Clinical trials funded by the National Institutes of Health have fallen every year since 2006, while studies funded by the drug industry have risen significantly in that time. Reuters, reporting on a study that appears this week in The Journal of the American Medical Association, says that NIH-funded studies fell from 1,376 in 2006 to 1,048 in 2014, while pharmaceutical industry trials rose from 4,585 to 6,550 during that same period.
The swing may be concerning for the medical community, as drug industry trials are — naturally — focused on supporting each company's own products, whereas NIH-funded trials may compare drugs or even test treatments that focus on lifestyle changes, Reuters reports. "Given that the industry has a vested interest in the outcome of those trials then we don’t get good data to inform health of the public," study co-author Stephan Ehrhardt, of the Johns Hopkins Bloomberg School of Public Health, tells Reuters.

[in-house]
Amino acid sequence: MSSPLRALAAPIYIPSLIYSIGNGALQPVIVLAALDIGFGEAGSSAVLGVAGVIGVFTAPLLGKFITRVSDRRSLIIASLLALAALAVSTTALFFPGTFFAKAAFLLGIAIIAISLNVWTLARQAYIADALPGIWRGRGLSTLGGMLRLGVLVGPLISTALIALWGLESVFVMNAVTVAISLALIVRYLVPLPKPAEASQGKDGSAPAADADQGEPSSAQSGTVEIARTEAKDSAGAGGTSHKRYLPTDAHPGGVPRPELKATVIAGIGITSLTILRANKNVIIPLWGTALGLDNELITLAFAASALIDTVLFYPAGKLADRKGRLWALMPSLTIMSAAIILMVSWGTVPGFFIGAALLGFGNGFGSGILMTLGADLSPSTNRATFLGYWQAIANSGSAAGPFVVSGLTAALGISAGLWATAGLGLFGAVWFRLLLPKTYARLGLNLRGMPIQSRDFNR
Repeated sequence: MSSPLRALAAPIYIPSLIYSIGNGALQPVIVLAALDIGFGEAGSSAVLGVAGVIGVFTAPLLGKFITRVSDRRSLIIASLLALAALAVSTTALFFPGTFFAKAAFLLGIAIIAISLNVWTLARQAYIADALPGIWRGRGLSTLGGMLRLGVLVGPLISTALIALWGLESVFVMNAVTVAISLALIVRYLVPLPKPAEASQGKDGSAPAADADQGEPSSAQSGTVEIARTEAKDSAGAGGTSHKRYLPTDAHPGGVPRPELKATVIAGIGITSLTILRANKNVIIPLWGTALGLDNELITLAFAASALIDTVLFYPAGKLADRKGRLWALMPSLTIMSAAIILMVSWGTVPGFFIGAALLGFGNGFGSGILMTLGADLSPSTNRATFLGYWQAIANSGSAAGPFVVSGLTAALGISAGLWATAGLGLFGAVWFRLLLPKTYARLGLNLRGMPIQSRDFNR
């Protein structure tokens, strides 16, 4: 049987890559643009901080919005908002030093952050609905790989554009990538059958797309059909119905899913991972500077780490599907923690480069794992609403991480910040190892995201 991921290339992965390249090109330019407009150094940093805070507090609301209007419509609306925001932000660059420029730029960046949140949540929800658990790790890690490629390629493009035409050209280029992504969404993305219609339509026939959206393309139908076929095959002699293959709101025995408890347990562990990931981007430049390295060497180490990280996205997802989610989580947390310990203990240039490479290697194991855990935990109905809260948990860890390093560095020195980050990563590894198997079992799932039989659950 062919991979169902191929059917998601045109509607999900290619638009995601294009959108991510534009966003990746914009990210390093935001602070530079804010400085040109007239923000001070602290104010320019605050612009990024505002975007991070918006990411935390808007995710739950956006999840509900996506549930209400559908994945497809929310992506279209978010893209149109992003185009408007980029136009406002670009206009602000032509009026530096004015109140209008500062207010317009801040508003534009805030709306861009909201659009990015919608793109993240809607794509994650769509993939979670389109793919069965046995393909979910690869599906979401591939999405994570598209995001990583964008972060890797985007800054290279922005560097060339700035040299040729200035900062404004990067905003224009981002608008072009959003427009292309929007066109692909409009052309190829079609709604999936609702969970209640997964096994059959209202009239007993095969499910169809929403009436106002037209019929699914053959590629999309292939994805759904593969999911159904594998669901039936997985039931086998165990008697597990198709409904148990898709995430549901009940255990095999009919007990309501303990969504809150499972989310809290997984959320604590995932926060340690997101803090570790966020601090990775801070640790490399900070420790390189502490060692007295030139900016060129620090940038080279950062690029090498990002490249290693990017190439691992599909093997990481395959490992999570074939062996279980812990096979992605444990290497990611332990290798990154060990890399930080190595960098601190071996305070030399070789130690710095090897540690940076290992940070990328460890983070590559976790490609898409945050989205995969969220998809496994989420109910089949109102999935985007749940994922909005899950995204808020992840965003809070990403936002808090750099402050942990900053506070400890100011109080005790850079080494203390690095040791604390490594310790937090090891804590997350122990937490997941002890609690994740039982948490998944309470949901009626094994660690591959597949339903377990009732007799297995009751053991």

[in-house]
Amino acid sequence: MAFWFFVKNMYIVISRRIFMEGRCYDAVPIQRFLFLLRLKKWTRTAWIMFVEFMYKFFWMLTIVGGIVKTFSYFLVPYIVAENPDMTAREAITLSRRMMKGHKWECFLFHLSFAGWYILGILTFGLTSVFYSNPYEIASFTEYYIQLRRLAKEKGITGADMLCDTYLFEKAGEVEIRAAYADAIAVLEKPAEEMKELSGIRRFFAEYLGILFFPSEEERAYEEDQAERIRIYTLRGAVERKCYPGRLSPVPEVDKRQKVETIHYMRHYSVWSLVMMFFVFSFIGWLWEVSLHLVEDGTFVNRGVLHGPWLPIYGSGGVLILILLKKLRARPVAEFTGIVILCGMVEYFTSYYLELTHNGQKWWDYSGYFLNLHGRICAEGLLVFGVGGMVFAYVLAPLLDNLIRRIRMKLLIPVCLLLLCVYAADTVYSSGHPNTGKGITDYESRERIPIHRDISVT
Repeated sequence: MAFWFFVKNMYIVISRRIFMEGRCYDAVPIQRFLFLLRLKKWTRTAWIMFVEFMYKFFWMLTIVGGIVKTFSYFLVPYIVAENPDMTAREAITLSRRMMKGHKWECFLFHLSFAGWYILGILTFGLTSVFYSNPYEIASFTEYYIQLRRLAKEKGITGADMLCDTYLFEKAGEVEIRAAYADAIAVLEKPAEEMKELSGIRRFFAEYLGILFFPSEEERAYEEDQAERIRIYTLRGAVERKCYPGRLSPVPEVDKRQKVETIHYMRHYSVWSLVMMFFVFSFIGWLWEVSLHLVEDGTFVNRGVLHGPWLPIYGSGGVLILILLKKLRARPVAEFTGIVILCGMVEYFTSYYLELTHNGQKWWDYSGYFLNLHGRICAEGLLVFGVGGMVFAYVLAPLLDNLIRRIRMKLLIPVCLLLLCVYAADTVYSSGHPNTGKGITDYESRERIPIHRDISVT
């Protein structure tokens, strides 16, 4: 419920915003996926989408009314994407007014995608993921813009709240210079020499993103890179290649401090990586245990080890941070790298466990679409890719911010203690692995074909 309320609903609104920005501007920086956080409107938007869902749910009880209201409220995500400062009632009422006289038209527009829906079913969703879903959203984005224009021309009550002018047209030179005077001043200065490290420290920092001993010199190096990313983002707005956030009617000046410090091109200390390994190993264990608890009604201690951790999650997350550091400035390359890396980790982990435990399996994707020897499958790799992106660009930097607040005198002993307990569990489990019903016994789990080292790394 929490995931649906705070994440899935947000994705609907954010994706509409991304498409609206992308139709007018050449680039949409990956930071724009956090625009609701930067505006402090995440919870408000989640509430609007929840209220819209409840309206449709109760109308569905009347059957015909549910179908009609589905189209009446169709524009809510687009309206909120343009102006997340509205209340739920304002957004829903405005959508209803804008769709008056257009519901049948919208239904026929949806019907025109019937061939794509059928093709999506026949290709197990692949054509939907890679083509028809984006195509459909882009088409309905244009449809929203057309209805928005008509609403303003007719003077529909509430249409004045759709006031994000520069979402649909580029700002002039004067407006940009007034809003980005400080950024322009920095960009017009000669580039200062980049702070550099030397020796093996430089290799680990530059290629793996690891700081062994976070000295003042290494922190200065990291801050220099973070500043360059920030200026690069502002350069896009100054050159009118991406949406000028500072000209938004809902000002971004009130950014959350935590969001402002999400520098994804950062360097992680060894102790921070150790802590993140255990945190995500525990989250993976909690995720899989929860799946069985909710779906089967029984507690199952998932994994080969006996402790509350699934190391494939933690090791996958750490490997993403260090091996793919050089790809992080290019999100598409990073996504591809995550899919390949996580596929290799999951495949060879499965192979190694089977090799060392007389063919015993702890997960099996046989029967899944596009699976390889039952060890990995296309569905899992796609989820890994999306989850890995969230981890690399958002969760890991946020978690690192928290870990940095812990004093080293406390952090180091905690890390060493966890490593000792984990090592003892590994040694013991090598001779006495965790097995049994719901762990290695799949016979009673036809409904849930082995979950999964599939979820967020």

Part of the growing imbalance may be a dip in funding for the NIH. Reuters reports that its budget fell 14 percent between 2006 and 2014. Fortunately, it looks like the agency is in for a significant boost next year. The Hill reports that the new government funding bill would increase the NIH's research budget by $2 billion.